Fox will make less this year than last but that doesn’t (immediately) impact baseball. It’s possible that a period of prolonged and signficant declines could adversely affect the price paid during the next network negotiation, but I highly doubt this occuring. The World Series is a cornerstone to any network’s sports business and far to0 attractive for them to shortchange.
Last Friday’s defeat of the well-known, defending champion Yankees was not welcome for Fox as finalists San Francisco and Texas lack a similar national following. Last year’s World Series was the highest-rated since 2004.
“Fox is going to be challenged,” said sports TV consultant Mike Trager, a former NBC Sports vice president. “They better hope that (series) goes six or seven games.”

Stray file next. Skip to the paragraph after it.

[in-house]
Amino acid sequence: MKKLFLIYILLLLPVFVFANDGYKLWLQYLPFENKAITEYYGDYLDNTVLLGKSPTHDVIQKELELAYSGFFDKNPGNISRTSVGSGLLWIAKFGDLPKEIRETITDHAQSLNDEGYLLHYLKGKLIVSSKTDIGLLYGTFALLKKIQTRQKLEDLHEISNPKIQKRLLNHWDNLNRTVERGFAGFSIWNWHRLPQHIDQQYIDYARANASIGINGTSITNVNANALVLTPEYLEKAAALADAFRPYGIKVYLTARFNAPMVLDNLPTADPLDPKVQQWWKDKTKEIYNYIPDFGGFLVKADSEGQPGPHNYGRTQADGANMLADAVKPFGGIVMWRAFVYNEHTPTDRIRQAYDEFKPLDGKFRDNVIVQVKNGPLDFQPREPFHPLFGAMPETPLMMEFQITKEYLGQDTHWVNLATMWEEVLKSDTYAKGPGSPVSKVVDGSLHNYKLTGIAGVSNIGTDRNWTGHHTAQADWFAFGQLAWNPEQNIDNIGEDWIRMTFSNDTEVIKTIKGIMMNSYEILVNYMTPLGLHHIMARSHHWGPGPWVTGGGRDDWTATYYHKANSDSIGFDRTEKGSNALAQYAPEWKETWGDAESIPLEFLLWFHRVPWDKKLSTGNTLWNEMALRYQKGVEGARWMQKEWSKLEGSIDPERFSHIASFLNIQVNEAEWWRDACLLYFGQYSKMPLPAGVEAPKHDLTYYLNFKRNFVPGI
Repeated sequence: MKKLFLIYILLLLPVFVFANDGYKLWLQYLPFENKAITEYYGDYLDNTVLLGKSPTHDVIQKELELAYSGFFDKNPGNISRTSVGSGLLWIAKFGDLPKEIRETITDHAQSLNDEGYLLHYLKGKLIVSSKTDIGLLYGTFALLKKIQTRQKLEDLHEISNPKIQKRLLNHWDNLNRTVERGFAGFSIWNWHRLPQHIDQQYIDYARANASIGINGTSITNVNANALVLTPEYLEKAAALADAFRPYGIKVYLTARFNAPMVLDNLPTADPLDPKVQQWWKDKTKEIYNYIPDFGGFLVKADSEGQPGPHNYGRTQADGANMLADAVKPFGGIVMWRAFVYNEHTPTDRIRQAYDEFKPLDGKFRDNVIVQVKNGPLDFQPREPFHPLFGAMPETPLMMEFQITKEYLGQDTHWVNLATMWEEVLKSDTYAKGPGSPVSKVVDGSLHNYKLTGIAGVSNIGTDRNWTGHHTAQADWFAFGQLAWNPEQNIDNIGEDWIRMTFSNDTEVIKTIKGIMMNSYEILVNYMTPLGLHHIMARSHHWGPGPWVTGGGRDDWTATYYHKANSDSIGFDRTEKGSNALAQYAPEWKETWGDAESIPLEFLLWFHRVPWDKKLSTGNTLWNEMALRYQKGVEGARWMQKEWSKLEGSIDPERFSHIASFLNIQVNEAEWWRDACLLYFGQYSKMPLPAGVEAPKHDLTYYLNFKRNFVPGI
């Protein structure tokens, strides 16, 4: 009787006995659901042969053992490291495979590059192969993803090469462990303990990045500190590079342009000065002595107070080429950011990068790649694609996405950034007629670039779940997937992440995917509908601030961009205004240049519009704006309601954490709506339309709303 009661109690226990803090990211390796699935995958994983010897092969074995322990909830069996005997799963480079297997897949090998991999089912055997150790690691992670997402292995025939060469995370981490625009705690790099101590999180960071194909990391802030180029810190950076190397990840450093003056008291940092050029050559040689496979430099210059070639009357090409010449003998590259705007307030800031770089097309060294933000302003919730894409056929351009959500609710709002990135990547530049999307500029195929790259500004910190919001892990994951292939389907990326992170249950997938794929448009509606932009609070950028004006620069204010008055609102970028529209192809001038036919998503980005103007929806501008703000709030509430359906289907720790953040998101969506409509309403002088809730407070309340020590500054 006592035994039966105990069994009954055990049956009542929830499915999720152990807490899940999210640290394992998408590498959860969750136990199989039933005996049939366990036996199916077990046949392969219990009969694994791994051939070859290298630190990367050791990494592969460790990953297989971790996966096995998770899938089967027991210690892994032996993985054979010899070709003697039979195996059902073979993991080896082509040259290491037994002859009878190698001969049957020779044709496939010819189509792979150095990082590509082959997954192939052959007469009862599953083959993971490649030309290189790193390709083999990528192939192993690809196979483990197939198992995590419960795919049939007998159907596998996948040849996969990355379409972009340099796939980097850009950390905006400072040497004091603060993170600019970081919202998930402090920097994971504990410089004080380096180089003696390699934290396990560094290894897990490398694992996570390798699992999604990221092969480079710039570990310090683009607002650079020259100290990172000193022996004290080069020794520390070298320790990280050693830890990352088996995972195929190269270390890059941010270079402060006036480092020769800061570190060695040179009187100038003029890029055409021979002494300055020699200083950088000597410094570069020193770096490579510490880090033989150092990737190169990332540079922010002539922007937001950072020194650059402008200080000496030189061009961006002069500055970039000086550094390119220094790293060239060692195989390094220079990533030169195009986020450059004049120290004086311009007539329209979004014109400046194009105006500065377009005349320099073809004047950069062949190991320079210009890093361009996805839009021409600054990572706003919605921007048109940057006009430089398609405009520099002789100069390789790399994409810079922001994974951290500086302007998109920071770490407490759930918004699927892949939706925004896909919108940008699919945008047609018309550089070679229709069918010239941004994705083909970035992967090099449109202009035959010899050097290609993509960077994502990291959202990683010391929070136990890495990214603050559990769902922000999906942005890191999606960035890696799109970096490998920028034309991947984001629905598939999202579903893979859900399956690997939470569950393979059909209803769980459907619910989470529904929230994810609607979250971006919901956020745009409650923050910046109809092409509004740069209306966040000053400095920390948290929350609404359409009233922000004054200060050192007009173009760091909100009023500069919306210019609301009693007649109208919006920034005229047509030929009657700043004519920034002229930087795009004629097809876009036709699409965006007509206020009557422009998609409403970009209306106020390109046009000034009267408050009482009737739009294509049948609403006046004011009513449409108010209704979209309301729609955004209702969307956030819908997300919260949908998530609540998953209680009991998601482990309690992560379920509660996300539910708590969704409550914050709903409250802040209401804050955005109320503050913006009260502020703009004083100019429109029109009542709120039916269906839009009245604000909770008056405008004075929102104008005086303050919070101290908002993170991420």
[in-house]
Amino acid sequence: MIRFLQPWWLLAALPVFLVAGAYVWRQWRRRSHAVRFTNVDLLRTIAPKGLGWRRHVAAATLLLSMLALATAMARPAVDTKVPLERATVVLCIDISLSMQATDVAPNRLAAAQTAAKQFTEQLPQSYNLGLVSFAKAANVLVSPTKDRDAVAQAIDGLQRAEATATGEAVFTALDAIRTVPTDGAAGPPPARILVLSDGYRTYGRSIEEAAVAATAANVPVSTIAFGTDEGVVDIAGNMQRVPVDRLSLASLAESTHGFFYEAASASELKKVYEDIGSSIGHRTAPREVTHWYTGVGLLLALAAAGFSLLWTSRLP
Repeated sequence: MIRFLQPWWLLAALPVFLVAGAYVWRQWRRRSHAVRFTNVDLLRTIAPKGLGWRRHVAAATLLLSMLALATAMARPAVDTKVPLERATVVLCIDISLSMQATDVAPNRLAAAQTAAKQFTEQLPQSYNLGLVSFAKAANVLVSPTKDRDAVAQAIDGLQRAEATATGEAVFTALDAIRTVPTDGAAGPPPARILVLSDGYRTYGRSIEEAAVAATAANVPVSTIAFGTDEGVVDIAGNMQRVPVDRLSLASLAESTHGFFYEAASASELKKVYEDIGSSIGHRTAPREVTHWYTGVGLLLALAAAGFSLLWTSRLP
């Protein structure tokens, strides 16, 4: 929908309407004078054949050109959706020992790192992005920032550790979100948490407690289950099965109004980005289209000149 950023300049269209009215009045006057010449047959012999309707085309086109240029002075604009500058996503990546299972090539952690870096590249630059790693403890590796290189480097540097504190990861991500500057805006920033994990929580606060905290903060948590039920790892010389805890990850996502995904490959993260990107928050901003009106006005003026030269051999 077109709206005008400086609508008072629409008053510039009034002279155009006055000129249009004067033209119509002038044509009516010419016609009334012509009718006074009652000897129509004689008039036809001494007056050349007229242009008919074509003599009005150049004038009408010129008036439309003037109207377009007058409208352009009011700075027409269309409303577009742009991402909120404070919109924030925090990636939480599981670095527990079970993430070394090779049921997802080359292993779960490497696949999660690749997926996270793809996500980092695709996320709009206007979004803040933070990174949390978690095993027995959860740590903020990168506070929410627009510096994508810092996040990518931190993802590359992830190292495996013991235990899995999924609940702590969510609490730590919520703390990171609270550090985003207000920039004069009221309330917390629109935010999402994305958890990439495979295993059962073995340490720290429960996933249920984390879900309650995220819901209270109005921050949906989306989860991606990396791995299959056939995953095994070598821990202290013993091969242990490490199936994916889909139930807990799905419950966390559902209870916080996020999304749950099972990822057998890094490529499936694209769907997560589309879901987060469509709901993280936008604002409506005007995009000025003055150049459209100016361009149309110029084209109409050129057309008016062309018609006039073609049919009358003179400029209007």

MLB is and will continue to be an incredibly attractive property that will remain highly sought after whenever network negotiations are concerned. The money won’t stop a’flowin’ so I’m not a’worryin’. And if Fox isn’t worried, why should you (emphasis mine):
Fox, which will broadcast its 11th straight World Series, has sold all the ad spots for the Series’ first five games at rates said to be running at $450,000 per 30 seconds. With a typical World Series game having 70-some spots, that can mean $31.5 million or more per game. Those kinds of numbers are appealing to Fox, which has the rights to broadcast MLB games through 2013. “We’re very happy with where baseball is today,” Fox Sports President Eric Shanks said. “If the deal was up this year, I think you would see Fox definitely at the table for renewal.”
See, Fox is happy, probably because they really like listening to Buck and McCarver, for some reason. So let’s stop sweating the ratings game and simply enjoy an exciting World Series. For those of you who can, you know, watch it easily.